Restlessness and writing

Lately, I’ve been having trouble focusing on anything. Basically since I finished draft 4 of TSS. I don’t know what’s wrong with me. It’s some combination of severe anxiety (of the random, heart-pounding, stomach-lurching variety) and an inability to pay attention. This means I’ve started and given up on reading several books in the last week or so, and the ones I haven’t abandoned, I’m reading slooooowly. I don’t like reading slowly. If it takes me more than a week to read a book, I feel like a failure.

Yesterday, I did manage to start my draft-4 read-through of TSS in preparation of sending it to critique partners. I’m kinda sorta able to focus on that and have made decent progress in the last two days. Here’s the weird thing about my TSS-related anxiety: I actually like this draft of the book. I think it’s good. Do you know how hard it is for writers to say that about their own work? I’m sure I’ll reach the I-hate-this-it’s-the-worst-thing-ever-written stage again soon, but for now, I’m feeling a little tickle of pride. It’s rather pleasant.

But then, why the anxiety? Why does the prospect of querying in a few short months simultaneously excite me and make me want to upchuck? Why does finally being close to done with TSS, which I’ve been working on for 13 months, not fill me with relief? I suppose it’s because there’s a possibility of it getting universally rejected, and that is almost too much to bear. I’ve put too much into it. Rewritten it too many times. Changed too much. Become too attached. If nobody likes it, this one will be hard to bury.

So, what do I do in my distracted, unfocused stupor, you might ask? If not reading, then what? Well, I Peanutize myself and everyone I know.

I have a shirt that looks EXACTLY like this.

I have a shirt that looks EXACTLY like this.

And I look at Twitter, which does nothing to quell my anxiety.

And I look at Facebook, where I now follow too many politicians, so it does nothing to quell my anxiety.

And I look at blogs, where I learn about writing contests that I can’t enter because my book isn’t polished yet (which does nothing to quell my anxiety. Are you sensing a pattern?).

And I watch TV, but then I think about how many awesome shows just won at the Emmys and how I’ll never have time to watch them ALL.

And and and…it just becomes too much. I want to go live in the woods away from technology for a few days (except for indoor plumbing. I’ll take plumbing). I don’t quite know what will cure this bout of restlessness. Not entertainment (movies/TV/books are overwhelming), not writing (the closer I get to querying, the more my stomach lurches), not exercise (yuck). The only time I felt truly calm in the past week was when I was volunteering. Maybe I need to do more of that.

Any suggestions for how to calm down when you’re freaking out about writing?

My total rewrite of this book is done!

If you’ve been following my blog a while, you’ll know that in April, I realized my book (TSS) needed a new plot. This was not a pleasant realization. I had been working on TSS since September 2014 and was 3/4s through the second draft. Needless to say, I’d spent a lot of time and effort on it and had written a TON of words already. But I did the only thing a writer can do with a realization like that (after eating cookie dough and Nutella to quell the pain):

I buckled down and got to work…

…only to have major realization #2: the book needed to be dual perspective, not just single like it was for the first two drafts.

So not only did I have to drastically alter the plot, I had to drastically alter the voice (or at least half of it). Basically, I was writing a new book. For some odd reason, I deluded myself into believing it would only take a couple of months. Not so, my friends. Only today, more than 5 months after my initial epiphany, I finally finished the rewrite.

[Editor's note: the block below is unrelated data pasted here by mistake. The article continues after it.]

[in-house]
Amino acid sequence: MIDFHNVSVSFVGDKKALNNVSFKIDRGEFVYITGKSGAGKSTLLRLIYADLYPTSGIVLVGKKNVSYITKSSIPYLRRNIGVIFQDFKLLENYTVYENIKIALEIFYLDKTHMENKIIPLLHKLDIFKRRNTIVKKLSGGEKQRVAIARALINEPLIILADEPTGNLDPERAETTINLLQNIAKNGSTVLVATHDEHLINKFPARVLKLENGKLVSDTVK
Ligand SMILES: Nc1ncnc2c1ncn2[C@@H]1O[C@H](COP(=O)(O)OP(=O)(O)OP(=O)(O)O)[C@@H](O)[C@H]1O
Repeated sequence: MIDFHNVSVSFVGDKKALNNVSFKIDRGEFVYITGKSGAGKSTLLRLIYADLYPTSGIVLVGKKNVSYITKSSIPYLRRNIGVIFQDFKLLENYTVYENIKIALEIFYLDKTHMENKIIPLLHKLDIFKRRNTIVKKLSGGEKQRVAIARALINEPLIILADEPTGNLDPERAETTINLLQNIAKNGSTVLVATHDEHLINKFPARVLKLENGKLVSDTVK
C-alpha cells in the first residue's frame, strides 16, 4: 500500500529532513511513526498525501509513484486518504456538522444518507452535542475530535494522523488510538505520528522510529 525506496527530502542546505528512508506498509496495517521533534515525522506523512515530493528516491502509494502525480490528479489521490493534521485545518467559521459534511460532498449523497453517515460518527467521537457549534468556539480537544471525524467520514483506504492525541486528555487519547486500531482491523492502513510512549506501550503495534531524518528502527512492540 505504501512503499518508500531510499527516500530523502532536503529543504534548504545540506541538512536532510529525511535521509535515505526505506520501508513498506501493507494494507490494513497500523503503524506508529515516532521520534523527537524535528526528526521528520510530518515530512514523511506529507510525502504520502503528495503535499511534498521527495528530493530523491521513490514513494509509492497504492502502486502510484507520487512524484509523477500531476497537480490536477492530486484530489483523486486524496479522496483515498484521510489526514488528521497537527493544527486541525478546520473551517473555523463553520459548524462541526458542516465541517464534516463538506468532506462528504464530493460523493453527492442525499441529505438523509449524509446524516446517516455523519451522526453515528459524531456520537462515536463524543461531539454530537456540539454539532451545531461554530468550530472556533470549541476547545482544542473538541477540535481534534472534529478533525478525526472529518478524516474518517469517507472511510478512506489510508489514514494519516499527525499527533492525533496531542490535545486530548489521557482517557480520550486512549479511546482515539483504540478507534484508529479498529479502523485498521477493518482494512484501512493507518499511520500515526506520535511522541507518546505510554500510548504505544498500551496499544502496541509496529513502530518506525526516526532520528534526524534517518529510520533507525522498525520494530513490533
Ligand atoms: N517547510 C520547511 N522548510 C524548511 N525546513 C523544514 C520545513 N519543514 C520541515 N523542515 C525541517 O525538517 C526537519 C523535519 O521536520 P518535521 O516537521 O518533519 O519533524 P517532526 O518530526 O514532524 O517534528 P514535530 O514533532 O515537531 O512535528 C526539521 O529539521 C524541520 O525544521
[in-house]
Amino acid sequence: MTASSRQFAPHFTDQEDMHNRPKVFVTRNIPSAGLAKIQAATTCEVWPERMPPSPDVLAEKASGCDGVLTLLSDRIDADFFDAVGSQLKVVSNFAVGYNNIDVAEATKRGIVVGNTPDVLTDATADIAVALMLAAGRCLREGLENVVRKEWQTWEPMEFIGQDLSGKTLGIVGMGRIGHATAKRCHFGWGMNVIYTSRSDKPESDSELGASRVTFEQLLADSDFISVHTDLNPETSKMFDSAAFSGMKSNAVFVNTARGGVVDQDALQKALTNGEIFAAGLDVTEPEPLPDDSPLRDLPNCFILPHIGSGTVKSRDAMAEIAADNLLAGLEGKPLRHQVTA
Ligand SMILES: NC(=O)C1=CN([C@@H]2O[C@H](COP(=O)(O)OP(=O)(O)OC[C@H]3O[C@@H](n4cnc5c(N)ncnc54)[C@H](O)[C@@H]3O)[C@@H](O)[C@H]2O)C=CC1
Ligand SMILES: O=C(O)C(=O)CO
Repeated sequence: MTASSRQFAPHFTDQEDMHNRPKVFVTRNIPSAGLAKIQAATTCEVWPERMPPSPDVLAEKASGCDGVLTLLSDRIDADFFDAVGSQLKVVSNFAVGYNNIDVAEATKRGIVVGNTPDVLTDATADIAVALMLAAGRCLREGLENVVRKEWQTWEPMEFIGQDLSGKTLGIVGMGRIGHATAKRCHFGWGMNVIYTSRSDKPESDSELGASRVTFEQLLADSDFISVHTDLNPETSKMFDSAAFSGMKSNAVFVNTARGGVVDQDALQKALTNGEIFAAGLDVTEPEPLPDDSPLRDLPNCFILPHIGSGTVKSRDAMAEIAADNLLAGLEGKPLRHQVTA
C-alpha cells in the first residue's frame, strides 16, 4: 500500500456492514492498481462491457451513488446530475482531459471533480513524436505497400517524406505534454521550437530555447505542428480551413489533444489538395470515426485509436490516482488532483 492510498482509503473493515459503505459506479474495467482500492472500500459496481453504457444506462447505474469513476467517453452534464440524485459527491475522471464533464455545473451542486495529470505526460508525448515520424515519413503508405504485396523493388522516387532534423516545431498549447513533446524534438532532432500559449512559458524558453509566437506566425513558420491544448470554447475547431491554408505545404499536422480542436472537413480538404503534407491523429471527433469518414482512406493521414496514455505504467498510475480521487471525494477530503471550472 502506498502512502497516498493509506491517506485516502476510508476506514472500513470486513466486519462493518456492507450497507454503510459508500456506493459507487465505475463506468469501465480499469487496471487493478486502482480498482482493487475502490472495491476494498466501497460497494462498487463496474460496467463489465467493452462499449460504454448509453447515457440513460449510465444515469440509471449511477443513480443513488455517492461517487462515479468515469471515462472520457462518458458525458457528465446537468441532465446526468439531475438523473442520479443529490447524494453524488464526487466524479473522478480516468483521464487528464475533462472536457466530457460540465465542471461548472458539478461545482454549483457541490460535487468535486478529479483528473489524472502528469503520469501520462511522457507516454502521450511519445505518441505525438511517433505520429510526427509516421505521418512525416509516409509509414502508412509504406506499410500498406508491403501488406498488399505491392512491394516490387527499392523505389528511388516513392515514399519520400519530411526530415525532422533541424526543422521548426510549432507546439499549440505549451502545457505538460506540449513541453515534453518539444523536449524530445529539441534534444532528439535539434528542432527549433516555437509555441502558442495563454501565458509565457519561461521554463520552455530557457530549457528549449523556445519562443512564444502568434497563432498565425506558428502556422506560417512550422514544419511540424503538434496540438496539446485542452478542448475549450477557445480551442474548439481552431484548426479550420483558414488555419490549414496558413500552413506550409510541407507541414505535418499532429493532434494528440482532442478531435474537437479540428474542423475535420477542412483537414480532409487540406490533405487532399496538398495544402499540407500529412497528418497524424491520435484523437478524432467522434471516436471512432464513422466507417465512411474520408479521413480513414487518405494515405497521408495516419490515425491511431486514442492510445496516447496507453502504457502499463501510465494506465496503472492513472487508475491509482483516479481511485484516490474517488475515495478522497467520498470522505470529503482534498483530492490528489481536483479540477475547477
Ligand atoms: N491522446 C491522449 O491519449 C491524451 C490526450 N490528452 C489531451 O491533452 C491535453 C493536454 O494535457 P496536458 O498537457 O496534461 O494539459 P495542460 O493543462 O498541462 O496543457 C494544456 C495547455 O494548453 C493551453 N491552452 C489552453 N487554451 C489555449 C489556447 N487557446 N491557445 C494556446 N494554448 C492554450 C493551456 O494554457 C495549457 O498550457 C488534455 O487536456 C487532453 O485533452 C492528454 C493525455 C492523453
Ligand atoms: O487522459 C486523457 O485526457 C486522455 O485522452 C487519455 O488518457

Now, this doesn’t mean what you might think it means. I am not on the verge of querying, unfortunately. There are still many steps to go before that. Like 1) Rereading the whole new version of this book to make sure it’s coherent, what with all the changes. 2) Send to a couple of CPs to tell me what works and what doesn’t. 3) Revise based on CP feedback. 4) Send to another CP or two to make sure newest version is coherent and polished and ready. And then, FINALLY, querying.

Besides actually becoming kinda sorta happy with this version of the book, taking the time to rewrite had another perk–the middle grade idea that has been developing in the back of my mind is so much cooler and so much stronger than it was 5 months ago. If I’d tried to write it then, it would’ve been a much worse version of this idea. By letting it sit and develop on its own, I think I’ve shortened the time it will take to write. Not only that, but the voice is developing on its own. Yesterday, a sentence popped into my head that just feels like how I want the book to feel. When it comes time to start the first draft, I’m going to be freaking ready.

The takeaway here: I’m so glad I undertook this massive rewrite despite all the time and effort and tears it took. So. Glad. If you’re daunted by a rewrite but still love the project, DO IT. It will be worth it one day, I promise.


Writer as choreographer: writing action scenes

I’m finally up to the climax of TSS. This is my 4th draft of the book, but I wouldn’t say I’m revising the climax–I’m writing it from scratch. Draft 1 was the only one I actually wrote all the way to The End, and the plot of that version was drastically different from the current version. Which means I’ve got daunting blank pages to fill.

The climax I’m working on is an action scene with a battle going on. My first book was rather action-y, and the most common compliment I got was that I wrote exciting action/escape scenes. As it turns out, I haaaaate writing action scenes. They’re my absolute least favorite parts of my books (to write, not necessarily to read). Every second is brutal. I write in like two sentence bursts, then procrastinate online because my mind just will not stay on action.